Three Great Lyric-less Moments in Pop Music, and What They Mean for You

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There are a lot of things that are difficult to make sense of: the golden ratio, the fact that the United States claims more gun deaths since 1968 than in every American war since America was a nation, Ke$sha. Every week, I fasten my ass to this chair and grasp at commonalities, at threads that might help us rationalize things in some greater context (to that end, I’m currently reading “Snow Crash”), so much so, and so knee-jerkedly so, I tend to forget to let matters germinate, to stew over them. I rail so often against reactionaries, and so often prove myself one.
In which case, I’m going to preemptively take my own advice and shut up, at least for a week. As justification, here are three instances of people much wiser and talented than me doing just that.

1. Van Morrison, “Caravan”
It’s not like this song hasn’t been thoroughly, almost disgustingly lauded. It’s the one song off of the one full Van album that most people have in their collections. These folks, at least, know enough to know that Van Morrison himself hates “Brown Eyed Girl” so much that if he could channel all the rage induced in him by that song into one punch, Baby Boomers would just now be coming out of their comas.
“Caravan” is easily Morrison’s catchiest song, and it’s commendable that he makes stalking gypsies hummable. And certainly, “la la las” in a pop chorus are nothing new. But look at the song structure: each verse is little more than a description of a certain aspect of traveler life, followed by the aforementioned chorus. The narrator, realizing that description is utterly futile in service to delineating the gypsy soul, resorts to a full-throated, joyful caterwaul.
The Message: Sometimes, that which is most primitive makes us human. Sometimes, that which is most primitive is most holy.

2. Between the Buried and Me, “Mordecai”
As my senior year college roommate said, “Why don’t they just call themselves Dirt?” As I said, “There’s already a band called Soil; they’re terrible.” And BTBAM deserve no such comparison.
I reviewed one or two of this band’s albums back when that was my main job at the Metro Spirit, and I’ve always found them to be, legitimately, one of the more exciting outfits out there, if only — I’m looking at you, “Colors” — for their sheer unpredictability. But breakthrough album “The Silent Circus” sees the guys still firmly entrenched in metallic spazz-core, typically only hinting at melody underneath a miasma of lurching time signatures, laser-guided guitar wankery and gravel-gargling free-form poetry.
Except, that is, for “Mordecai.” For much of its nearly six-minute runtime, the song tests your patience and your math skills, spring boarding all over the x/y axis with a broken distortion knob. But about halfway through, the mutation begins: first as a spacey, jazzy, still somewhat sinister stopgap, with singer Tommy Giles Rogers even breaking out the rare clean vocals — in fact, it’s arguable that the song’s true climax comes after the moment I’m concerned with, as Rogers rides a soaring guitar line to mournful, moving notes.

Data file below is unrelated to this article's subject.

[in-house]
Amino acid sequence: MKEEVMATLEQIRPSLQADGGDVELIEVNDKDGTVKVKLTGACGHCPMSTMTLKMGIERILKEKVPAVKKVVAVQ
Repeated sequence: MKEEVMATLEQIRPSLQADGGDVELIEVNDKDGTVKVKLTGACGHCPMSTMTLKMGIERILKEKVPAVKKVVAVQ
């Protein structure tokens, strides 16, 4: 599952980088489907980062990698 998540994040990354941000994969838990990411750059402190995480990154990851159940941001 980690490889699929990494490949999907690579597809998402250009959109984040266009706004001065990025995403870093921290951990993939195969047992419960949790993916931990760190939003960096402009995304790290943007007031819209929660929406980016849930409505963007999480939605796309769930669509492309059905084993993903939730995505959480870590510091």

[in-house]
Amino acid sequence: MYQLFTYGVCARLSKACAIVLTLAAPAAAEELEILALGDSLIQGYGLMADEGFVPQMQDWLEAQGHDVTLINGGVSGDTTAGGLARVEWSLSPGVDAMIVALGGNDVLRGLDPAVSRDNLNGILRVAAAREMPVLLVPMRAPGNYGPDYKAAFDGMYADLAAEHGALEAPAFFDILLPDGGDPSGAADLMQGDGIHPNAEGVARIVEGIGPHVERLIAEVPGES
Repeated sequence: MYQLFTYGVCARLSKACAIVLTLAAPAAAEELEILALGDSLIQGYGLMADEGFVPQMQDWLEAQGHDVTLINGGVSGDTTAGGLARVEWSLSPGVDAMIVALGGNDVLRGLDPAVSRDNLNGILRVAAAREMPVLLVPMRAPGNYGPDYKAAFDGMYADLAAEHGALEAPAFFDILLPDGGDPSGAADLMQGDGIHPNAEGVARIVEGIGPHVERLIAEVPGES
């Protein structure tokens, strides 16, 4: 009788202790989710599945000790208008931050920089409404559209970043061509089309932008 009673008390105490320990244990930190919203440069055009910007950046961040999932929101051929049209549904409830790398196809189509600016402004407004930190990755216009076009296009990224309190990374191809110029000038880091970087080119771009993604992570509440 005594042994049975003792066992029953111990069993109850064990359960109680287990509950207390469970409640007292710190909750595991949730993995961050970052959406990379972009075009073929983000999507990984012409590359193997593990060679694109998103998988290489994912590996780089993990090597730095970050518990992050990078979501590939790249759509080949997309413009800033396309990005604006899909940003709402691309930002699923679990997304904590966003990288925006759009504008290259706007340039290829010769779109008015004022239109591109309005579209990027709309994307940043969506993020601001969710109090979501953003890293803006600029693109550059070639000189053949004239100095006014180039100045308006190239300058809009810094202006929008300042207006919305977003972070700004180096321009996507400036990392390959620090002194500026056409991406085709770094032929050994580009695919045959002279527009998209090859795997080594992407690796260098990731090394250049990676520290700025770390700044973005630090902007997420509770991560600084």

But it’s lead guitarist Paul Waggoner who truly owns the track. Preceding Rogers’ standout performance, Waggoner reaches deep down, past the bag of tricks, and uncorks a plaintive, clean-toned, almost flamenco-tinged solo that holds the listener captive even as it prepares him for what follows. It is masterfully done, a graduate-level demonstration of not only musicianship, but of how to have your moment in the sun without overshadowing those around you.
The Message: We all live in service of something. The sooner you find out what, the better.

3. Blind Willie Johnson, “Dark was the Night, Cold was the Ground”
If ever there was a martyr, Blind Willie Johnson fit the bill. Allegedly blinded when his stepmother threw lye in his face at age seven, he sang and busked on street corners in various Texas cities throughout his early life until he managed to scrape together enough meager funds and followers to start a church, which he ran until his death in 1945. Sleeping on a wet mattress in the burned ruins of his home in the late summer Texas heat, he contracted malarial fever, and was refused admittance to a hospital due to his blindness, his blackness, or both.
The world gave Blind Willie little, but he gave the world a hell of a lot more. His distinguishable deep, gravelly bass singing voice is spiritual grandfather to Don van Vliet and Tom Waits, but it is his nearly vocal-less performance of ancient hymn “Dark was the Night, Cold was the Ground” that immortalizes Johnson.
A slide piece in open D tuning — apocrypha states that Johnson utilized a pocket knife — there is no one standout moment; the entirety is haunting, harrowing and heartbreaking. The man may have been singing about Christ’s crucifixion, but the combination of his piercing, droning guitar and trembling tenor speaks to heathen and the faithful alike. “Dark was the Night, Cold was the Ground” was shot into space on a Voyager project, and it will probably be what saves us from certain annihilation.
The Message: True faith requires no words — only a ready heart, a sensitive ear and a pair of steady hands.

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